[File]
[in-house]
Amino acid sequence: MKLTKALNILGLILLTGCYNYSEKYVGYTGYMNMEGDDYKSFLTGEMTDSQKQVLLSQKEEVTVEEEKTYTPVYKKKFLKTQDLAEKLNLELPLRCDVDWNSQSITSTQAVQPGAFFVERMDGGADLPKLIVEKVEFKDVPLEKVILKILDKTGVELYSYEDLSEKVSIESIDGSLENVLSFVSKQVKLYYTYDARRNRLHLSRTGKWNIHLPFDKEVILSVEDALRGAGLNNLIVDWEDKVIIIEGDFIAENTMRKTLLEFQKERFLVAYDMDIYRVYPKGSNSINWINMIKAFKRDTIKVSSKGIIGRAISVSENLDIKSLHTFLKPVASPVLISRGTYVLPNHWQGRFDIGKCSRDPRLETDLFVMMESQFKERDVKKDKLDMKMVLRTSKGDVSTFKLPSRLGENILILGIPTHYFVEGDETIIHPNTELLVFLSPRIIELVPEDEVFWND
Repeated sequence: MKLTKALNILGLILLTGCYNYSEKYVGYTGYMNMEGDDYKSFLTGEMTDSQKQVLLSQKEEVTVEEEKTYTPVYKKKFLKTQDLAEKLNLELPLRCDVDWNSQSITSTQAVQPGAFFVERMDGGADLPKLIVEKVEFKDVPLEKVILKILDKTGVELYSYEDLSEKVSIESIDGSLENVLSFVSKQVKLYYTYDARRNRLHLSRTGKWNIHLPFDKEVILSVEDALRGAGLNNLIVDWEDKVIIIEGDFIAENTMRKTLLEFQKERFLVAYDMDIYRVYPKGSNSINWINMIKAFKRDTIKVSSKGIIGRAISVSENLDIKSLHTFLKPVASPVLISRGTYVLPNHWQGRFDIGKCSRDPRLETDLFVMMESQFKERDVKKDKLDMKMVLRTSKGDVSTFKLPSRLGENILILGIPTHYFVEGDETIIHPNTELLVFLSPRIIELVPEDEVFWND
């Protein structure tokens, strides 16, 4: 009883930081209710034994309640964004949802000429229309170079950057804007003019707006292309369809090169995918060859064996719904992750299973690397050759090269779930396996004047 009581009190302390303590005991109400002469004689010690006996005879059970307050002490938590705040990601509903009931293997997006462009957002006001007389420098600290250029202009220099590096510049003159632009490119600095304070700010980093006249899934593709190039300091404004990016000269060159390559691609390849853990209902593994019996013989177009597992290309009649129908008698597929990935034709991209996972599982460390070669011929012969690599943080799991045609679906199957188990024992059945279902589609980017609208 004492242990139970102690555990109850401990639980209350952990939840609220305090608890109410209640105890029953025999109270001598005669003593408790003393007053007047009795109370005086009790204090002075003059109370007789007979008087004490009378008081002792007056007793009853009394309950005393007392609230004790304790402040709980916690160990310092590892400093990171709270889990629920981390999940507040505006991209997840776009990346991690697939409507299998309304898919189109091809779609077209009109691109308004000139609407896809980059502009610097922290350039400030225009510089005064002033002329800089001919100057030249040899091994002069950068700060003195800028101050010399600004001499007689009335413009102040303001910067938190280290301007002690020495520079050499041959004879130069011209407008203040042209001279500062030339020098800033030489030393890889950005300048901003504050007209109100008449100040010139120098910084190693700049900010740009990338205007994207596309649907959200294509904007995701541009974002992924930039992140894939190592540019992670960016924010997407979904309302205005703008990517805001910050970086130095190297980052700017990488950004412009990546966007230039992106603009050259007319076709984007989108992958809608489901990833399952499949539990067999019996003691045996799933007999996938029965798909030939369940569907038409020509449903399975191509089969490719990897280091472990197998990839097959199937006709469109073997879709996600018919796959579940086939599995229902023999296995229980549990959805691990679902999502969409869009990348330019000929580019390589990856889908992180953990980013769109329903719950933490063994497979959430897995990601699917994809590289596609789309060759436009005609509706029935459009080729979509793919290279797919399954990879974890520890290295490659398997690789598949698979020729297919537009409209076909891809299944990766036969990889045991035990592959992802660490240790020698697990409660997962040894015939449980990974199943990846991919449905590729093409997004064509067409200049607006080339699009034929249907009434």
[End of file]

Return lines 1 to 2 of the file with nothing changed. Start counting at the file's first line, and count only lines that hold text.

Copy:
[in-house]
Amino acid sequence: MKLTKALNILGLILLTGCYNYSEKYVGYTGYMNMEGDDYKSFLTGEMTDSQKQVLLSQKEEVTVEEEKTYTPVYKKKFLKTQDLAEKLNLELPLRCDVDWNSQSITSTQAVQPGAFFVERMDGGADLPKLIVEKVEFKDVPLEKVILKILDKTGVELYSYEDLSEKVSIESIDGSLENVLSFVSKQVKLYYTYDARRNRLHLSRTGKWNIHLPFDKEVILSVEDALRGAGLNNLIVDWEDKVIIIEGDFIAENTMRKTLLEFQKERFLVAYDMDIYRVYPKGSNSINWINMIKAFKRDTIKVSSKGIIGRAISVSENLDIKSLHTFLKPVASPVLISRGTYVLPNHWQGRFDIGKCSRDPRLETDLFVMMESQFKERDVKKDKLDMKMVLRTSKGDVSTFKLPSRLGENILILGIPTHYFVEGDETIIHPNTELLVFLSPRIIELVPEDEVFWND